Now, maybe face-masks and alcohol wipes would reduce most of the risk of transmission. But if the people the potential aid-giver might spread the flu to would be at very serious risk if they got the flu, those duties might take precedence.

Other duties besides keeping your germs to yourself.

Part of the reason that people haul themselves out of bed when they’re feeling poorly is that they feel the pressure of other commitments. Not all of these are selfish commitments (like not wanting to miss that concert or that flight home). Sometimes you try to suck it up rather than convalescing because you promised to lead the review session, to drive the carpool, to throw the birthday party, to make dinner.

Maybe if you can manage to make good on these promises you’re not so sick that spreading what you have will be a big deal. However, maybe it will. Your germs plus someone else’s immune system might make for a much worse version of what you have. And in the big picture, does being better prepared for that final exam outweigh spending a few days hospitalized?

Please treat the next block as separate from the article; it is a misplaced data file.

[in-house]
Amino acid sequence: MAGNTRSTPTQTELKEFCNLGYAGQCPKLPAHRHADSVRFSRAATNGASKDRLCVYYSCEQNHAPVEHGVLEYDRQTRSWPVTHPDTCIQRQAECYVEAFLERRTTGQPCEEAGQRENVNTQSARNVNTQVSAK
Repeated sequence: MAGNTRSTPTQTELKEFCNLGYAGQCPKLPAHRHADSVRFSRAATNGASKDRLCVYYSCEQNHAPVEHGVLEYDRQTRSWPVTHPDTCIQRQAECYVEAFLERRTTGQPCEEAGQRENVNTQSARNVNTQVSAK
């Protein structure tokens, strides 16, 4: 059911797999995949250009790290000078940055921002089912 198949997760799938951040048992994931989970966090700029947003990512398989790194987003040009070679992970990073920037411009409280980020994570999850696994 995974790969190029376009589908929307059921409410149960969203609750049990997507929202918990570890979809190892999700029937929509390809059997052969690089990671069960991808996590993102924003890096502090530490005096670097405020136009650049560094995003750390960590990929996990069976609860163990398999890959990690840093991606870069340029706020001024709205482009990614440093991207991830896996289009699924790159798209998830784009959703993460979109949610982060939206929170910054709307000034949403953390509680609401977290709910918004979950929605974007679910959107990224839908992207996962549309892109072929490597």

It probably depends on each person’s interests and priorities. But we hardly ever have an explicit conversation about how our priorities (with regard to health and exams) mesh with those of the others with whom we interact. Once the germs have the potential to transmit something worse than a lingering head cold, I think we need to at least imagine having those conversations, rather than assuming that our own risk assessment will work for everyone in coughing range of us.

Now, I’m going to wash my hands and hope that these musings remain blissfully academic for all of you. Please take care of yourselves.

* * * * *

Just before posting, I got word from PalMD of recent words of advice from the Interim Director of the Centers for Disease Control and Prevention:

IF YOU′RE SICK, AND IF YOU HAVE A FEVER AND YOU′RE SICK OR YOUR CHILDREN ARE SICK, DON′T GO TO WORK AND DON′T GO TO SCHOOL. THAT CAN HELP REDUCE THE LIKELIHOOD THAT YOU WILL SHARE THAT INFECTION, BUT IT′S ALSO TIME FOR PEOPLE TO BE THINKING ABOUT,

WHAT WOULD I DO IF MY CHILD′S SCHOOL WERE CLOSED?

WHAT WOULD I DO FOR CHILD CARE?

WOULD I BE ABLE TO WORK FROM HOME?

IT′S TIME TO THINK ABOUT THAT SO THAT YOU′RE READY IN THE EVENT THAT THERE WERE A CASE IN YOUR CHILD′S SCHOOL. IT′S TIME FOR BUSINESSES TO REVIEW THEIR PLANS AND THINK ABOUT WHAT WOULD I DO IF SOME OF MY WORKERS COULDN′T COME TO WORK? HOW WOULD MY BUSINESS FUNCTION? THINK ABOUT THAT.

THERE′S BEEN TREMENDOUS PLANNING THAT′S BEEN GOING ON AROUND THE COUNTRY OVER THE PAST NUMBER OF YEARS. IT′S TIME FOR PEOPLE TO REVIEW THOSE PLANS AND THINK ABOUT WHAT THEY WOULD DO.